born in the waxing gibbous
Project management and the scientific method 
28th-Sep-2010 07:53 am
honey mead
from Persona Prime at

So many fervent discussions on different project management styles baffle me…

I was raised to be a scientist.  One of my earliest memories is being about 5-6 yr old and mom sitting me down in front on a set of 6 test tubes and a lab book where she had written numbers on the top of each page.  Explained to me the scientific process, how to test w the 5 senses (told me that taste was okay THIS time but not normally) She also gave me Ph indicator strips cause they are fun to play with and easy to practice measuring and recording.  She then left me to figure out what the 6 substances were and keep track in my lab book.

Hypothesis, testing, record data, evaluate hypothesis, repeat

Really this isn’t very different from most project management…

After all aren’t most creations in their own way experiments?

You have an idea, you create it, you test it, you evaluate how it did and you evolve…

All the other parts to be are just frosting… Agile means you fail faster; Waterfall is when you can’t afford to fail.  So deciding which time frame to use just means do some risk evaluations beforehand.

I find it interesting that people get so religious on these discussions.  For me, if you can do real risk analysis because any failure cost is high then I spend more on design time.  If it is a get it done situation where expectations aren’t so rigid esp in the case of experimentation because it hasn’t been done before, then less design and more experimentation is the order of the day.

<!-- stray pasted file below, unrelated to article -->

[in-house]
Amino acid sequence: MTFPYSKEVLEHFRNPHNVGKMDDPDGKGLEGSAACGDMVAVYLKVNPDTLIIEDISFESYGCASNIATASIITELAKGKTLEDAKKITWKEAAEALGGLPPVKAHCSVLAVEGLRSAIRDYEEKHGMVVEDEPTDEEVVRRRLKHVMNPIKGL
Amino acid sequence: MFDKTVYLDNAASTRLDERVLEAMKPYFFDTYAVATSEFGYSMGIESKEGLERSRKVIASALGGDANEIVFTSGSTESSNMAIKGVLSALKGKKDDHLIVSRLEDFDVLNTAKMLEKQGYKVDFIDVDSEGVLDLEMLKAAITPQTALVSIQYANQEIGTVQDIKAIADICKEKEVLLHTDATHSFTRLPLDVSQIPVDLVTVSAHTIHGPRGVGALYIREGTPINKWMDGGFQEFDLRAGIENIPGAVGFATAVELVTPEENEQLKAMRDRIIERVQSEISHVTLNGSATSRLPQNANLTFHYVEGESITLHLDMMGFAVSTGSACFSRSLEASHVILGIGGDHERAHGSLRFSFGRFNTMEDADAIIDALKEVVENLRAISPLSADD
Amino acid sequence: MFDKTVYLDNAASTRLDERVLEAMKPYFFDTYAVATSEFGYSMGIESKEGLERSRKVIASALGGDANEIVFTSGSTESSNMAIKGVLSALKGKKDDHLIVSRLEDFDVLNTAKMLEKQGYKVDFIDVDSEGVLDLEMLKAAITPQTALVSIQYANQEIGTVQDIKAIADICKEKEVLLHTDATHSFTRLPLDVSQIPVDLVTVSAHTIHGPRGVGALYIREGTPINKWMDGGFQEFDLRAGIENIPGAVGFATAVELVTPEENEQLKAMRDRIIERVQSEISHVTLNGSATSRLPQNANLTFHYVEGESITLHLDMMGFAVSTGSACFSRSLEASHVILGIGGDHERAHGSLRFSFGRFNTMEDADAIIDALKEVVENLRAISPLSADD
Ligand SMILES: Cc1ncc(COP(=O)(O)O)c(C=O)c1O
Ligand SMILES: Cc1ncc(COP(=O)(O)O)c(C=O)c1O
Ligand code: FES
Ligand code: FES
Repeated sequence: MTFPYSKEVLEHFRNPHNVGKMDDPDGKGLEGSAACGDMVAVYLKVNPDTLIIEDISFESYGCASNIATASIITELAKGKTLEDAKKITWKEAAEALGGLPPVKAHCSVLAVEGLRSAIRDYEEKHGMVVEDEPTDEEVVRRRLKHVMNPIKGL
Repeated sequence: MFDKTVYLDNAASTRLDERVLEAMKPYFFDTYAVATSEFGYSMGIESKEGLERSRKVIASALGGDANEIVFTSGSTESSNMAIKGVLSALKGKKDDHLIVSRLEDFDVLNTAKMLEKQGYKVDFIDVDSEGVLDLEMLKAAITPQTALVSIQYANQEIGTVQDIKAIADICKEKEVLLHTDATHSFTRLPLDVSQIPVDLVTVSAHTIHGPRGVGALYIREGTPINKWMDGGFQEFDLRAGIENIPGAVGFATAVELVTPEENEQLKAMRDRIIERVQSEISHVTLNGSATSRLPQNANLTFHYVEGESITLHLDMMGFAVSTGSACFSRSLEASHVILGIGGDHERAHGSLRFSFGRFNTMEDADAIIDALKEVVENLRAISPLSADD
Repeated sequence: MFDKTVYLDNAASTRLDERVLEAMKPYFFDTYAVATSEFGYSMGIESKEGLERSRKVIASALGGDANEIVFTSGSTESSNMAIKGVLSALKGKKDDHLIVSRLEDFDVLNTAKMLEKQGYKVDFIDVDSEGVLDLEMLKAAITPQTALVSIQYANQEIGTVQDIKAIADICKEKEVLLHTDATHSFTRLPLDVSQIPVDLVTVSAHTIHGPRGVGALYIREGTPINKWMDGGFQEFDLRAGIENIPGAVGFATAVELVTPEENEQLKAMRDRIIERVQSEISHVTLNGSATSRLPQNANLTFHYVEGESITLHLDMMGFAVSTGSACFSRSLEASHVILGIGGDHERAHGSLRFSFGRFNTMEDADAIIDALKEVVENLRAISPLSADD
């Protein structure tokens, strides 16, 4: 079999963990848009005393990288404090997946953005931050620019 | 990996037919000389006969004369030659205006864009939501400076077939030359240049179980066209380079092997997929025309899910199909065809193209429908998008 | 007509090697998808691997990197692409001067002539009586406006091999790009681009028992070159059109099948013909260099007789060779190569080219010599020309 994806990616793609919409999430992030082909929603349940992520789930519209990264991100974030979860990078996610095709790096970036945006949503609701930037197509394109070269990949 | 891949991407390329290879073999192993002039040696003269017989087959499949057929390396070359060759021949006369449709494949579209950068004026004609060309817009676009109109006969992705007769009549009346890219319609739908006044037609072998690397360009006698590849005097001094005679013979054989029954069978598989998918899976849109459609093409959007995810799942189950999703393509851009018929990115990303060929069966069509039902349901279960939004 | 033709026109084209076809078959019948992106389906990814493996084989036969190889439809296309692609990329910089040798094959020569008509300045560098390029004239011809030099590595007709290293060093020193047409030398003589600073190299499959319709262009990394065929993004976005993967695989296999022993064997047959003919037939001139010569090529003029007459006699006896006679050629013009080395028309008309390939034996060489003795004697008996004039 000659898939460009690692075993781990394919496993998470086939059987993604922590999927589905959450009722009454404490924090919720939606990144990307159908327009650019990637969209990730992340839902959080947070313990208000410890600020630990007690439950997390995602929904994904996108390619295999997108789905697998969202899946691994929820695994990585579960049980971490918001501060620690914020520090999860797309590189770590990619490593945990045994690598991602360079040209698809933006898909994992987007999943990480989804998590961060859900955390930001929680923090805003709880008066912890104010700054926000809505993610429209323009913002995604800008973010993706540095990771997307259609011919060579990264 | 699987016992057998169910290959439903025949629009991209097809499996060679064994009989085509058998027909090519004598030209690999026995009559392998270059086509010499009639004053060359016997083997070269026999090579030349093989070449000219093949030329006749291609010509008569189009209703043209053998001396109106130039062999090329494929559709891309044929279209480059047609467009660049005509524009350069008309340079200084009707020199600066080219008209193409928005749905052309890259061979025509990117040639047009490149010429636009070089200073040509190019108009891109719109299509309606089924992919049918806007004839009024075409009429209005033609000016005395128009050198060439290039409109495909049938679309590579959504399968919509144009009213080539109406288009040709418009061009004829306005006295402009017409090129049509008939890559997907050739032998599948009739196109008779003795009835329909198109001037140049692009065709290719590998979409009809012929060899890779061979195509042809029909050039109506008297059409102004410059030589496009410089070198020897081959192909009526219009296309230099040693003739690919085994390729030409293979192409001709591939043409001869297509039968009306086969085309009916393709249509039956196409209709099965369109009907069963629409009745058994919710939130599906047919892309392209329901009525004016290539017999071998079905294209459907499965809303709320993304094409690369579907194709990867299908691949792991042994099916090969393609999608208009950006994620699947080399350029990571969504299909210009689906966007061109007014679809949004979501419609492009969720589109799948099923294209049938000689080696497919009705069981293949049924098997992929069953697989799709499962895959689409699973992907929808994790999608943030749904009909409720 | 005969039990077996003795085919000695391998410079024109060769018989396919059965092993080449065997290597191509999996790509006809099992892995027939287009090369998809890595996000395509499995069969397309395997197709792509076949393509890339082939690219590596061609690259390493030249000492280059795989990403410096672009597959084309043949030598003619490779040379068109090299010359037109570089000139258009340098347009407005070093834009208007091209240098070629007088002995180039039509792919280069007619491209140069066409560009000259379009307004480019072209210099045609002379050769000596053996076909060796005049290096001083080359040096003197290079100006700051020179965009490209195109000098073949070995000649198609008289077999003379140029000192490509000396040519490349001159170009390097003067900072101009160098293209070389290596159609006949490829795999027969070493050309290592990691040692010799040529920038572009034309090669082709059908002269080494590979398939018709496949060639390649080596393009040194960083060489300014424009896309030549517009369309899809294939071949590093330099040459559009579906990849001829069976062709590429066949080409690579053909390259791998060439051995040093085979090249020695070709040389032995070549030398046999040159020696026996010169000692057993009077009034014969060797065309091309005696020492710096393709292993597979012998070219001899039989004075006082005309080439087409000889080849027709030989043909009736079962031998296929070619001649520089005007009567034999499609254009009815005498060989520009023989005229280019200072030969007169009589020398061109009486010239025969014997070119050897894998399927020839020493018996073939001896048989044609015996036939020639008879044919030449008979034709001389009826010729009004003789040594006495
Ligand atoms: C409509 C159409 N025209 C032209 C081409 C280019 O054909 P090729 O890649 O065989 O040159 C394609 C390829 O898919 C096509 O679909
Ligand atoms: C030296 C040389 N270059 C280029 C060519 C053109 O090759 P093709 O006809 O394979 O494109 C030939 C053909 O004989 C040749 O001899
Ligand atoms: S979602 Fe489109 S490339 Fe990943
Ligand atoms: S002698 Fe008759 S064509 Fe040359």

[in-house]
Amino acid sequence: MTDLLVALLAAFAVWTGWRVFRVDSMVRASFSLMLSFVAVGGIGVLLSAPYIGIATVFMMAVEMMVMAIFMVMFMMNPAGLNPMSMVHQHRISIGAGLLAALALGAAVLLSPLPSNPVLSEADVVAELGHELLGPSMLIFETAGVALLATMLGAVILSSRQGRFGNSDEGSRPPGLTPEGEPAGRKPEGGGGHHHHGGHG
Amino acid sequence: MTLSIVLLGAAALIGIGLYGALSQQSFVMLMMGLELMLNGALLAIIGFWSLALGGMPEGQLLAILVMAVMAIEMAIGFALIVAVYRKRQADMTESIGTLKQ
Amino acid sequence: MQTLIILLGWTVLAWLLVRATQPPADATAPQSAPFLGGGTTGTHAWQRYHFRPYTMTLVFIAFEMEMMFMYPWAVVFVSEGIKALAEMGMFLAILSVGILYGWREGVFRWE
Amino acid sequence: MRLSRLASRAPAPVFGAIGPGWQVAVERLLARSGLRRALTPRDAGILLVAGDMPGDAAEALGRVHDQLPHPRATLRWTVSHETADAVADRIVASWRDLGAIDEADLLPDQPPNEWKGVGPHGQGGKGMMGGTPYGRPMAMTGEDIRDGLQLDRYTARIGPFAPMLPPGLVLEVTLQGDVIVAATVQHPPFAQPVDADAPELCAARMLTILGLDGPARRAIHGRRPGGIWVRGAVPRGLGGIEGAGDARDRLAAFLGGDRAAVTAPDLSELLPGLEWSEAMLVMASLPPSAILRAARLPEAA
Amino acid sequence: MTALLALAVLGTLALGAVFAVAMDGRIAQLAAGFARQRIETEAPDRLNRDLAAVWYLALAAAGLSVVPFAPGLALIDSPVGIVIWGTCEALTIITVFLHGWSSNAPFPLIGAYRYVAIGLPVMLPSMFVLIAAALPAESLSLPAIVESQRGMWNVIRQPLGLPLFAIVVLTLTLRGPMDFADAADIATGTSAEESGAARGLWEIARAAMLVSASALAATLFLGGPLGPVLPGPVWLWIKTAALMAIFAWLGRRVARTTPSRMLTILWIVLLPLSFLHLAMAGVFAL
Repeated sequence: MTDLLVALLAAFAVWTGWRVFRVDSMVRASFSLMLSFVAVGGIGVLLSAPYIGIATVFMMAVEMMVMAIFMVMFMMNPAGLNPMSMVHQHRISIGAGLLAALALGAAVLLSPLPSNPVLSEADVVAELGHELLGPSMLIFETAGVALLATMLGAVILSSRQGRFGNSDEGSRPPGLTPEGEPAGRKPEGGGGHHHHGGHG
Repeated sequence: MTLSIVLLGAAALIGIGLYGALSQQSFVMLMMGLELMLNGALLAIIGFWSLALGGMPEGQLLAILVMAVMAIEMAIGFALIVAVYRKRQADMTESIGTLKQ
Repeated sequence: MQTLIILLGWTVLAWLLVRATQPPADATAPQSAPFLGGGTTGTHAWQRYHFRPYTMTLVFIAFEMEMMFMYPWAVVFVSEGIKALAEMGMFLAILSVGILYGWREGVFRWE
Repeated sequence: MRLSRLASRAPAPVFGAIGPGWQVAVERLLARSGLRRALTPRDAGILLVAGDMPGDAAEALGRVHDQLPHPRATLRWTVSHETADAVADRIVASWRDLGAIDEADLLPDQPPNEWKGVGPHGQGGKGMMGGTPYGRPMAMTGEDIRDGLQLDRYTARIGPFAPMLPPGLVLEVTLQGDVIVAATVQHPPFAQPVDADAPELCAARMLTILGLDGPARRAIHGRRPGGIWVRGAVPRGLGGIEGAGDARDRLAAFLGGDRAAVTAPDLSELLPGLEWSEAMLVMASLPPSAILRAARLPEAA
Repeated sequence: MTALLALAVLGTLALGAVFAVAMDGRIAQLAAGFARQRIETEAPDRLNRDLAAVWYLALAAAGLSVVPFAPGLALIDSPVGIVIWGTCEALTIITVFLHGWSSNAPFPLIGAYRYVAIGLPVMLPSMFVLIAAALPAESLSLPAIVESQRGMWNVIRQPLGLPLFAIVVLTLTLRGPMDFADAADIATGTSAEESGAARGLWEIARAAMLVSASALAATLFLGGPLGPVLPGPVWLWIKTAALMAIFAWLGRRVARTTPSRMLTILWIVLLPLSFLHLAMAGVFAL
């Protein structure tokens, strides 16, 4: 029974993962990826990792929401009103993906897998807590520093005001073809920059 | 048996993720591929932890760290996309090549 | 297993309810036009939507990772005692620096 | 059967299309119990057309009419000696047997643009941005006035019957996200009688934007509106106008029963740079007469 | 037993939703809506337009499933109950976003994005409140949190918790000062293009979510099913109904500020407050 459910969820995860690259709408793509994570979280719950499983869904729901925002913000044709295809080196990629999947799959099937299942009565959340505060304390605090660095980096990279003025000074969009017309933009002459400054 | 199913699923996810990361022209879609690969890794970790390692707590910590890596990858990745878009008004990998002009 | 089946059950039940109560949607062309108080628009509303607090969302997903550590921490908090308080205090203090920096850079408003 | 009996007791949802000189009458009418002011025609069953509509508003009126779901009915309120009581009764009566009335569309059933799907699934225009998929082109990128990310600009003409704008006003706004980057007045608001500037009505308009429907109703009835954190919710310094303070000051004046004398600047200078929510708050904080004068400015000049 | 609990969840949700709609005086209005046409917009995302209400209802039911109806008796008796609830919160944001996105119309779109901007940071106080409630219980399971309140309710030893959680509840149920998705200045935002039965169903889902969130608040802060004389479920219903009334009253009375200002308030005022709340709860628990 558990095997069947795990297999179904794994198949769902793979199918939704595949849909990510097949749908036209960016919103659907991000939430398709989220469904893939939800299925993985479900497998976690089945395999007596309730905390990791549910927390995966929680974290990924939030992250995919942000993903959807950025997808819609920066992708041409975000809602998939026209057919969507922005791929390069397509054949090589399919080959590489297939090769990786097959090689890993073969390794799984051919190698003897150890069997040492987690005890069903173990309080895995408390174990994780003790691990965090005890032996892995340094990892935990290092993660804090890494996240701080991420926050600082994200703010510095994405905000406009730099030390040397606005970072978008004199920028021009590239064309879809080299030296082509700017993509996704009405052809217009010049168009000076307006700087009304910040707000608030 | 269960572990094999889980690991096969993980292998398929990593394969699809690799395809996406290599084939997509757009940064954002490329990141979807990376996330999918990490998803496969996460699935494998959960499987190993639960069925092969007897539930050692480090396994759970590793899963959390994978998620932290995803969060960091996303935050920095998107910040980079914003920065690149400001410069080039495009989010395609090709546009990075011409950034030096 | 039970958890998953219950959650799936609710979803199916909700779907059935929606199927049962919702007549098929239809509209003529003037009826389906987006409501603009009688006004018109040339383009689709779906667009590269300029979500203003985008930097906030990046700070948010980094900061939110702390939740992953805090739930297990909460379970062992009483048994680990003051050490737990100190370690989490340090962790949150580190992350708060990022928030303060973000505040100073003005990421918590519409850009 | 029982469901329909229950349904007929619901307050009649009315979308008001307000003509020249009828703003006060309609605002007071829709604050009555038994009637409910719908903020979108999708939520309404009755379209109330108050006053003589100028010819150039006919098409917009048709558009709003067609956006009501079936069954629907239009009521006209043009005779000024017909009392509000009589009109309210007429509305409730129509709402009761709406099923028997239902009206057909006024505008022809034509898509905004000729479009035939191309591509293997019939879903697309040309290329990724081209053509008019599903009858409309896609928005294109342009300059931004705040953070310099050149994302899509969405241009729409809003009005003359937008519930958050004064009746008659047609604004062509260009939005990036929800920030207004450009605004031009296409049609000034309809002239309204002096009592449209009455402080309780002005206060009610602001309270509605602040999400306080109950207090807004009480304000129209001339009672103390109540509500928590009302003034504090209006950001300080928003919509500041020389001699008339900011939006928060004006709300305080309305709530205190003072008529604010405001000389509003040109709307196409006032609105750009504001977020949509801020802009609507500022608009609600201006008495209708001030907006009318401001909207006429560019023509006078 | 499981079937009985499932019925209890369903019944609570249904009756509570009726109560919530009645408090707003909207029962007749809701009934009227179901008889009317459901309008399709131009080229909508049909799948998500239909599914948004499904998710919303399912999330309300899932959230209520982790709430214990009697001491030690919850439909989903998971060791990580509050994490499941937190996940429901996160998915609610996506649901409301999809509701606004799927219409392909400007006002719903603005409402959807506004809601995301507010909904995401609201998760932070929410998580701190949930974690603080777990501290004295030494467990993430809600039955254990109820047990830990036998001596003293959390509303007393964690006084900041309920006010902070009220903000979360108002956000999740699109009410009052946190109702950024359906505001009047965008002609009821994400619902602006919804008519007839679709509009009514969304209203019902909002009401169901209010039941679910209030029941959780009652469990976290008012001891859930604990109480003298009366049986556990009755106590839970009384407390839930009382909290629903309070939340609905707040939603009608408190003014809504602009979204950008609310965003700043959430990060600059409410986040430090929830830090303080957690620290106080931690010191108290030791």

I guess in the true spirit of Feynman – I just believe in constantly challenging all assumptions and designs :-)

28th-Sep-2010 05:34 pm (UTC)
Hi! For some reason this post prompts me to wonder if you've ever played Zendo, a clever geeky game about testing hypotheses and induction that can be viewed as an abstracted version of doing science. Or software debugging. :)

I first played Zendo with JP years ago.
29th-Sep-2010 07:04 am (UTC)
I so completely agree with you! I cannot begin to tell you how many hours I've wasted in meetings with people passionately discussing one method or another, and I want to just stand up and scream "they're all basically the same, just with different time-cycles!"

It's a relief to hear someone else express this :-)
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